I did venture out on Wednesday to the kids' school for their end of year concert and Will's little graduation ceremony. As soon as we got back home I slept for a few hours. It wore me out.

Thursday I was even better and ventured out again. It was the farewell day at the kids' school where they say goodbye to their teachers and all that jazz. I took it easy and even stayed awake for awhile after returning home.

By the time the movers arrived (a week after surgery) I was nearly back to myself... just had to take things easy.

For weeks after the surgery I could not wear normal clothes. I lived in sweatpants and yoga pants. Even now occasionally jeans will rub on the incision site in my belly button and cause discomfort.

Anyway, I had a follow up the week after my surgery. The doctor told me, again, everything went smoothly and I was text book. In fact I was told that I have beautiful anatomy inside and was the perfect teaching tool. When I asked about the student who was in on the surgery, she said he enjoyed the procedure. I know that may sound weird to people, but I also agree that the human body is amazing and interesting. Back when I took anatomy and physiology I was just intrigued by all the things inside a body.

My doctor gave me the internal photo images from the surgery. I think they are fascinating... and in a way it is the only picture of my child that will never be.



At the follow up appointment I was told (again) I was on specific restrictions for 4-6 weeks. She reinforced the directive we were not to attempt to get pregnant for 3 months. Pathology report came back all clean. And also my HGC levels had gone down a lot, but they weren't under 5. She said once we arrived at Lackland I needed to see the OB there for additional followup. I was given my ops report since that (for some stupid reason) does not get transferred in their computer system.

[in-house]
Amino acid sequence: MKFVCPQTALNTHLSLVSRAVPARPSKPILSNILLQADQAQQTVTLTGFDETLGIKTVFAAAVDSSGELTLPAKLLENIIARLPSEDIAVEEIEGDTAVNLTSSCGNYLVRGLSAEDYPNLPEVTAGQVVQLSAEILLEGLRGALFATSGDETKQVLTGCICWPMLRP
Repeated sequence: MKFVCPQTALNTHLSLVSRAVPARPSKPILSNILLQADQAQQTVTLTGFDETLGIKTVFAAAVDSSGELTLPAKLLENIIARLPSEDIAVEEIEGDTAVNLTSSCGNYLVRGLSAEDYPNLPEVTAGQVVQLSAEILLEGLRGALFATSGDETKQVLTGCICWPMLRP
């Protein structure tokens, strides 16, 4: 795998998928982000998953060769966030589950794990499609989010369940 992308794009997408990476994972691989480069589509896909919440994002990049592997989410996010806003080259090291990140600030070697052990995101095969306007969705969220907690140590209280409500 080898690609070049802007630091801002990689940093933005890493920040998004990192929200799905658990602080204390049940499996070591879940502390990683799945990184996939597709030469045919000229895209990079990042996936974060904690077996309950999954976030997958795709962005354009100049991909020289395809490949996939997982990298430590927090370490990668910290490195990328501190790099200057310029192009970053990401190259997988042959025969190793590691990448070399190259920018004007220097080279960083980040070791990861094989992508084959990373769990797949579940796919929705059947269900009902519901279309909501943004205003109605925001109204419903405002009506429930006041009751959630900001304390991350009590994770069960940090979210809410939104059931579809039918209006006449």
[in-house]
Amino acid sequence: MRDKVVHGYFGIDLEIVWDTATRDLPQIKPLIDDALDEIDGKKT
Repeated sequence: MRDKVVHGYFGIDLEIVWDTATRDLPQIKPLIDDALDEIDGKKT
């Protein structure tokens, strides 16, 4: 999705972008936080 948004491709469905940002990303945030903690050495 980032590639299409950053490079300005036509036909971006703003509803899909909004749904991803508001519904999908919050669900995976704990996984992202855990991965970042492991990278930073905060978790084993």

Well, I did get into the clinic at our new base and they did their little triage thing to me and stuck me in a room. I had a resident (or maybe a student) come to talk with me over my case and then he realizes -- I already had the surgery! He told me at first he was excited, thinking he'd get to scrub in on a procedure only to discover it was done and I just needed follow up. We talked through my case, my HGC levels still were not below 5, and I was to stay on some restrictions until I hit the 6 week post surgery mark. My incisions sites were examined and I was told that they were healing beautifully. I never saw the actual OB. He basically told the resident and nurses that I should take a pregnancy test in a week and as long as it was negative I should be fine.

Eventually I did get around to taking that test... and it was negative. I guess that means my HGC levels are now below 5 and I'm in the clear??

So this ends the saga. It was a crappy life event but we've come out on the other side. My risks for an ectopic pregnancy again are now higher since I have experienced one, but the outlook for a normal, healthy pregnancy in the future is good.